• Shielding high-risk residents. Many countries have recommended that people who are more vulnerable to COVID-19, particularly the elderly and those with certain underlying health conditions, should aim to isolate even when the rest of the population is not in lockdown, to reduce risks to themselves and health services. Modelling of COVID-19 outbreaks in African cities, published on 24th April by the London School of Hygiene and Tropical Medicine, also suggests that the shielding of high-risk populations, when implemented alongside isolation of known cases and moderate physical distancing, has significant potential to substantially reduce COVID-19 mortality. Where at-risk individuals are unable to safely isolate at home, options for shielding vulnerable residents could include:
    • Hotel facilities. Again, empty hotels could also provide a safe space to stay for vulnerable city residents, such as homeless or elderly people, to facilitate physical distancing during the crisis. For example, in Rio de Janeiro, the most vulnerable residents – particularly elderly people who live in the favelas – are being temporarily housed in the city’s empty hotels as a preventative measure, to reduce their exposure.
    • Shielding within the community. This is an option proposed by the London School of Hygiene and Tropical Medicine. Neighbourhood-level housing ‘swaps’ could shielded safe zones where high-risk individuals can isolate together for an extended period, while less vulnerable individuals are able to continue with life as normal. Contact between the shielded and unshielded population should be minimal. To be effective, this must be community-led, with communities and civil-society actors supported to design and implement a model which would be appropriate locally – it must not be coercive.
    • Minimising risk by avoiding gatherings. Where high-risk individuals are unwilling or unable to isolate themselves, they should be encouraged and supported to avoid hotspots for COVID-19 transmission such as public transport, gatherings and busy spaces as much as possible.

Moderate containment measures applying to the whole city population

A suite of measures to contain the spread of COVID-19 would need to include actions to support hand hygiene, as well as intermediate physical distancing measures. Intermediate physical distancing options applying to whole populations could include:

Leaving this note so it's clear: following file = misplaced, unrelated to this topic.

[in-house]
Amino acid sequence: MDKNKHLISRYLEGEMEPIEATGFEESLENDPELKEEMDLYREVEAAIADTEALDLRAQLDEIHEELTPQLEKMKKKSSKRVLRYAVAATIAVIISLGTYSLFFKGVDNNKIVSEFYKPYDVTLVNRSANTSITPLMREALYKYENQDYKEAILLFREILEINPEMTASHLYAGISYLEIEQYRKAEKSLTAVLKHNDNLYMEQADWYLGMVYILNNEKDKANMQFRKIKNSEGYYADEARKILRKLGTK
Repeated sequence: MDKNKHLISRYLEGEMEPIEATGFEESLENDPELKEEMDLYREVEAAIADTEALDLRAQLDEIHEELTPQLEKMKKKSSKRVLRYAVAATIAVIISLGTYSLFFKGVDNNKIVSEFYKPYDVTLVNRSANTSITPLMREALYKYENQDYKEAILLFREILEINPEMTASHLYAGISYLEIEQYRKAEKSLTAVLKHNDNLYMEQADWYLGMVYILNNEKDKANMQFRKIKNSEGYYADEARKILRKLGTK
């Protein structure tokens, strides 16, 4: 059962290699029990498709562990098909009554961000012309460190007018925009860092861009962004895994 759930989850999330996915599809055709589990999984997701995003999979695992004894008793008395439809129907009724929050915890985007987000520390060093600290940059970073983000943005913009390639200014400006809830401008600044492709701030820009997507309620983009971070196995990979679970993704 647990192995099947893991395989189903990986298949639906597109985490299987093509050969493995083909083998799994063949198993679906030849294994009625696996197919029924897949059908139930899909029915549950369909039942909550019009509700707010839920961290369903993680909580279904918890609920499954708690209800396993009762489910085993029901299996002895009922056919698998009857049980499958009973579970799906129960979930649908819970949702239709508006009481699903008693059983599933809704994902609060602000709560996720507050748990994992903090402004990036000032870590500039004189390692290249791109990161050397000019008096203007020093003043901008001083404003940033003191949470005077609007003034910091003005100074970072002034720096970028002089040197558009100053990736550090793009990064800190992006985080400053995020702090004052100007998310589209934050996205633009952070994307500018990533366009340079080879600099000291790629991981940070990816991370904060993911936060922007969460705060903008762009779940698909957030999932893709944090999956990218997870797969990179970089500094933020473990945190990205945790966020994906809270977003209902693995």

• Continuing and expanding the use of physically-distant business models and working practices, including for government services. The decentralisation of shopping, limits on the number of people allowed in a shop or venue at any time, and other measures which have been rapidly adopted by essential shops in ‘lockdown’ cities around the world could be replicated for other businesses. Read Emerging best practices on physical distancing in cities for more guidance on this. Physically distant models already employed for essential shops include the decentralisation of markets and shops, and increasing available space. During lockdown conditions, decentralized shopping and increased space for shopping are helping to reduce crowding. Authorities are supporting this by allowing all food shops and traders -including informal traders - to continue to operate, and opening additional venues. In Lagos, the city is utilising closed schools as market spaces, so that people can buy food and medicine without having to travel long distances and to avoid large crowds of people in central markets. In Ahmedabad, the city government is partnering with street vendors to provide a ‘vegetables on wheels’ service; vendors are issued a curfew pass to enable them to purchase food from wholesale markets, and the city government provides rickshaw drivers to drive the vendors and their stock through a designated route to sell produce (see photograph).Similar principles can be applied to shops and markets selling other products, and even bars, restaurants and other venues where physical distancing will be challenging to facilitate. For instance cities including Vilnius, the Lithuanian capital, and Wuhan are already turning over public spaces, including parking and street space, to bars, restaurants and street food vendors to support these traders to comply with physical distancing rules.


Image by Ngo Tuan Anh from Pixabay 

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C40 Cities Climate Leadership Group